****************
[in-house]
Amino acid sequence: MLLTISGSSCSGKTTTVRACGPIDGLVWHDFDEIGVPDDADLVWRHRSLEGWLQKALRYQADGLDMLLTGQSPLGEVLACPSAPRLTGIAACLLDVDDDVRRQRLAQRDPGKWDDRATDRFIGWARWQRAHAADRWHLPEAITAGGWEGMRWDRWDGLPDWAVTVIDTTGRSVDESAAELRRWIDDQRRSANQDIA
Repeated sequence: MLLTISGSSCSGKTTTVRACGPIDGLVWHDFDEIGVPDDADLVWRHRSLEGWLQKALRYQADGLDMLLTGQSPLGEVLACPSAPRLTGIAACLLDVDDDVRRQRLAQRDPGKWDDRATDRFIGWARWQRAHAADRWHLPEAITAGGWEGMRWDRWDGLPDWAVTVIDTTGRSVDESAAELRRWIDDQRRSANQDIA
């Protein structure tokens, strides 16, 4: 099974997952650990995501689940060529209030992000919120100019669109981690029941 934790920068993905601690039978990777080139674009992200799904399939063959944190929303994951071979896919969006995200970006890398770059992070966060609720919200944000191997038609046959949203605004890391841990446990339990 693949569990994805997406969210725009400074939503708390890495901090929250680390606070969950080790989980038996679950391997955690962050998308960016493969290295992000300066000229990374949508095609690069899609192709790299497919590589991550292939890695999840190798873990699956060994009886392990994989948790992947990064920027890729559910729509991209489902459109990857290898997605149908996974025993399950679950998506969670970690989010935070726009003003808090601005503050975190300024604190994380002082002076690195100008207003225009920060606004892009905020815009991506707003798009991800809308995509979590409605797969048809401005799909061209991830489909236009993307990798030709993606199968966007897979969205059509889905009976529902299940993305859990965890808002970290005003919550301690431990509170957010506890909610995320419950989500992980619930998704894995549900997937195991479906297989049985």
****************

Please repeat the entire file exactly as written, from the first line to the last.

[in-house]
Amino acid sequence: MLLTISGSSCSGKTTTVRACGPIDGLVWHDFDEIGVPDDADLVWRHRSLEGWLQKALRYQADGLDMLLTGQSPLGEVLACPSAPRLTGIAACLLDVDDDVRRQRLAQRDPGKWDDRATDRFIGWARWQRAHAADRWHLPEAITAGGWEGMRWDRWDGLPDWAVTVIDTTGRSVDESAAELRRWIDDQRRSANQDIA
Repeated sequence: MLLTISGSSCSGKTTTVRACGPIDGLVWHDFDEIGVPDDADLVWRHRSLEGWLQKALRYQADGLDMLLTGQSPLGEVLACPSAPRLTGIAACLLDVDDDVRRQRLAQRDPGKWDDRATDRFIGWARWQRAHAADRWHLPEAITAGGWEGMRWDRWDGLPDWAVTVIDTTGRSVDESAAELRRWIDDQRRSANQDIA
């Protein structure tokens, strides 16, 4: 099974997952650990995501689940060529209030992000919120100019669109981690029941 934790920068993905601690039978990777080139674009992200799904399939063959944190929303994951071979896919969006995200970006890398770059992070966060609720919200944000191997038609046959949203605004890391841990446990339990 693949569990994805997406969210725009400074939503708390890495901090929250680390606070969950080790989980038996679950391997955690962050998308960016493969290295992000300066000229990374949508095609690069899609192709790299497919590589991550292939890695999840190798873990699956060994009886392990994989948790992947990064920027890729559910729509991209489902459109990857290898997605149908996974025993399950679950998506969670970690989010935070726009003003808090601005503050975190300024604190994380002082002076690195100008207003225009920060606004892009905020815009991506707003798009991800809308995509979590409605797969048809401005799909061209991830489909236009993307990798030709993606199968966007897979969205059509889905009976529902299940993305859990965890808002970290005003919550301690431990509170957010506890909610995320419950989500992980619930998704894995549900997937195991479906297989049985």